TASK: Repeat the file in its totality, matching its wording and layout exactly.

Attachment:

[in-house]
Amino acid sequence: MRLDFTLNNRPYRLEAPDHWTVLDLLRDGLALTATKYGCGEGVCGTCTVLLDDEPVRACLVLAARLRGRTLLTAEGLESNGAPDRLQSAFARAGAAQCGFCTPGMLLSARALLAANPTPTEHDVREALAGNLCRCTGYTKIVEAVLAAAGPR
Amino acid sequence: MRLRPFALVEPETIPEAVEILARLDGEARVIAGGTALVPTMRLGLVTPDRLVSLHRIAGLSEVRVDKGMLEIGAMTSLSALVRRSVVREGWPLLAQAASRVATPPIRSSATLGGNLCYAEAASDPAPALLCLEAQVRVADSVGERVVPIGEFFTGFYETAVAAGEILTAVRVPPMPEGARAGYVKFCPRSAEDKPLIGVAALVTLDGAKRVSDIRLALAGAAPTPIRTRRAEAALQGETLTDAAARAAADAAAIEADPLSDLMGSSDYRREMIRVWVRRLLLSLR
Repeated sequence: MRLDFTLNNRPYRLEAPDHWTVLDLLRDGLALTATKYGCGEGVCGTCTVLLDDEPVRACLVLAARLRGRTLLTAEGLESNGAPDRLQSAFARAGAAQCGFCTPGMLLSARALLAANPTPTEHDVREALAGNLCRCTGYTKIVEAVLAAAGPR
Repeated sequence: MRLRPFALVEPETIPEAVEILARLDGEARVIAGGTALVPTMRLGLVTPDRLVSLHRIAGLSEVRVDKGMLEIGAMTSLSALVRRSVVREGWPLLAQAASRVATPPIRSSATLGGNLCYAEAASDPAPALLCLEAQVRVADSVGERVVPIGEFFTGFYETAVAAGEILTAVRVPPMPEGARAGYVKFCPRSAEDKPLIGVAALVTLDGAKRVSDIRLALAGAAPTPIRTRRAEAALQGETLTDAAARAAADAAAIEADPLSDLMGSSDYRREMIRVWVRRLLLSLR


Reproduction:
[in-house]
Amino acid sequence: MRLDFTLNNRPYRLEAPDHWTVLDLLRDGLALTATKYGCGEGVCGTCTVLLDDEPVRACLVLAARLRGRTLLTAEGLESNGAPDRLQSAFARAGAAQCGFCTPGMLLSARALLAANPTPTEHDVREALAGNLCRCTGYTKIVEAVLAAAGPR
Amino acid sequence: MRLRPFALVEPETIPEAVEILARLDGEARVIAGGTALVPTMRLGLVTPDRLVSLHRIAGLSEVRVDKGMLEIGAMTSLSALVRRSVVREGWPLLAQAASRVATPPIRSSATLGGNLCYAEAASDPAPALLCLEAQVRVADSVGERVVPIGEFFTGFYETAVAAGEILTAVRVPPMPEGARAGYVKFCPRSAEDKPLIGVAALVTLDGAKRVSDIRLALAGAAPTPIRTRRAEAALQGETLTDAAARAAADAAAIEADPLSDLMGSSDYRREMIRVWVRRLLLSLR
Repeated sequence: MRLDFTLNNRPYRLEAPDHWTVLDLLRDGLALTATKYGCGEGVCGTCTVLLDDEPVRACLVLAARLRGRTLLTAEGLESNGAPDRLQSAFARAGAAQCGFCTPGMLLSARALLAANPTPTEHDVREALAGNLCRCTGYTKIVEAVLAAAGPR
Repeated sequence: MRLRPFALVEPETIPEAVEILARLDGEARVIAGGTALVPTMRLGLVTPDRLVSLHRIAGLSEVRVDKGMLEIGAMTSLSALVRRSVVREGWPLLAQAASRVATPPIRSSATLGGNLCYAEAASDPAPALLCLEAQVRVADSVGERVVPIGEFFTGFYETAVAAGEILTAVRVPPMPEGARAGYVKFCPRSAEDKPLIGVAALVTLDGAKRVSDIRLALAGAAPTPIRTRRAEAALQGETLTDAAARAAADAAAIEADPLSDLMGSSDYRREMIRVWVRRLLLSLR